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Laser

M2 Cusing Machine in operation (Image: NASA)

NASA engineers are using a 3D laser printing system to produce intricate metal parts such as rocket engine components for its next-generation Space Launch System (SLS). The method called “selective laser melting “ (SLM) promises to streamline fabrication and significantly reduce production costs.  Read More

A rather larger laser (Photo: Andrea Pacelli)

Researchers at Northwestern University have developed a laser the size of a virus particle that can operate at room temperature. The "nanolaser," which uses gold nanoparticles instead of mirrors, is claimed to be the first demonstration to make use of a so-called bowtie arrangement of metal nanoparticles, though nano-scale lasers have been previously demonstrated.  Read More

An array of the optomechanical accelerometers on the surface of a microchip – the proof ma...

As any smartphone aficionado knows, the accelerometer is one of the key sensors within the device – it allows the phone to know when and by how much it’s been moved. Accelerometers also have many other applications, being major components of things like navigation systems, various automotive systems, and image stabilization systems in cameras. Now, researchers from the California Institute of Technology are developing a laser-based accelerometer, that they claim should offer much better performance than is currently possible.  Read More

Prototype laser eye-protection spectacles (Image: Crown Copyright/MoD)

Laser pointers may be great fun to tease the cat with, but for pilots they are a major hazard. The United States FAA reports over 2,000 incidents every year of planes having lasers pointed at them - some of them powerful enough to pop a balloon. To combat the danger that lasers pose to aviation, the U.K. Ministry of Defence (MoD) is developing new eye wear that can filter out a wide range of laser wavelengths.  Read More

A consumer laser pointer has been used to create a small, inexpensive Raman spectrometer (...

Hand-held laser pointers can now be used for something else besides doing presentations, projecting images of microorganisms, and disabling satellites. Next week, a group of scientists from Israel’s Ben-Gurion University of the Negev will be presenting a compact device that they created, which uses a garden-variety green laser pointer to detect dangerous substances such as explosives.  Read More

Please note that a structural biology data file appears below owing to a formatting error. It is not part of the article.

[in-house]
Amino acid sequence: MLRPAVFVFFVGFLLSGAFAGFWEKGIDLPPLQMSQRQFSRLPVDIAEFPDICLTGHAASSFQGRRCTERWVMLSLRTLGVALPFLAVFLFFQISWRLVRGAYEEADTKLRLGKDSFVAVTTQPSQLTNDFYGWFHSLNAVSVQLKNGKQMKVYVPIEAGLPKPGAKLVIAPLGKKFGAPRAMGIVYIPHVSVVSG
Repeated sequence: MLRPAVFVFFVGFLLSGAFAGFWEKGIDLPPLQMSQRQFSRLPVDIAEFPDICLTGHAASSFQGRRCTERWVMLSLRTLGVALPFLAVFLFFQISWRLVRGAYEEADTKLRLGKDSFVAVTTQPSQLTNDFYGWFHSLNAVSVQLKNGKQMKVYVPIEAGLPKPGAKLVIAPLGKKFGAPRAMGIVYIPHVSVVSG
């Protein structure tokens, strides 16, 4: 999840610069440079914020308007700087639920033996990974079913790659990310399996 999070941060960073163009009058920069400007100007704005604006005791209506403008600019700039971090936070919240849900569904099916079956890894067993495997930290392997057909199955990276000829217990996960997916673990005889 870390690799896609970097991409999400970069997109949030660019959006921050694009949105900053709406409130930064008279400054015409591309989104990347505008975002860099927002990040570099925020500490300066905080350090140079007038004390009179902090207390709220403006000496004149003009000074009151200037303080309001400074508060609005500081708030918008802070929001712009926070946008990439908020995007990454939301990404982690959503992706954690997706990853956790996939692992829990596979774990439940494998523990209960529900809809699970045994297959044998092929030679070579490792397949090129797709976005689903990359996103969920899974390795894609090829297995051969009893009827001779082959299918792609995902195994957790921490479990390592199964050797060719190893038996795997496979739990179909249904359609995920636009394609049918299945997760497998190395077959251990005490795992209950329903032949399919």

The High Energy Laser Mobile Demonstrator (HEL MD) that will incorporate a 10-kilowatt sol...

With the solid-state high-energy lasers already being tested on the sea and in the air, Boeing is continuing development of a truck-mounted system. The system is similar in concept to Boeing’s Laser Avenger that is intended for combating unmanned aerial vehicles (UAVs), but boasts a more powerful laser for countering a wider variety of threats, including rockets, artillery, mortars, as well as UAVs.  Read More

A rendering and a photo of the SMART tool

No matter how steady you try to hold your hand, it will still tremble several times a second, moving a distance roughly the same as the thickness of a sheet of paper each time. While that might not matter much for the average person, it can be a very big deal to surgeons performing fine-scale surgery on things like eyes or nerve fibers. While there are experimental robotic devices to help smooth out the shakes, researchers from Johns Hopkins University have come up with something else – a surgical tool with a jiggling tip.  Read More

A hacker has retrofitted a classic NES Zapper with a powerful laser, resulting in a gun th...

Remember the classic NES Zapper, as used in games like Duck Hunt? Well, an intrepid tinkerer at North Street Labs hacker space in Portsmouth, Virginia, has taken that same harmless toy and retrofitted it with a powerful laser. While not quite deadly enough to take out a real life mallard, you wouldn't want to point the NES Zapper Laser toward a TV either, as it's capable of doing considerable damage to whatever it shoots.  Read More

Professor Zenghu Chang with his ultrashort laser pulse apparatus

Since first invented, the effort to make lasers that can produce shorter and more powerful pulses of light has been a very active one. One driving force is that if you want to take a picture of something occurring very rapidly, you need a very short pulse of light to prevent the image from blurring. The first ruby laser produced microsecond pulses of light, but more recently femtosecond optical pulses a billion times shorter have become common. Still shorter pulses belong to the attosecond regime - the regime wherein a University of Central Florida research team is creating optical pulses sufficiently brief to stop quantum mechanics in its tracks.  Read More

A beam entrance view of the laser injector (Photo: Jack Yoh/Seoul National University)

Nobody likes getting their shots, but whether childhood immunization, annual flu vaccination, or whatever else, we're required to undergo the uncomfortable sensation of needle piercing skin multiple times throughout our lives. However, a new laser-based system promises to take the “ouch” out of injections by delivering shots as painlessly as being struck by a puff of air.  Read More

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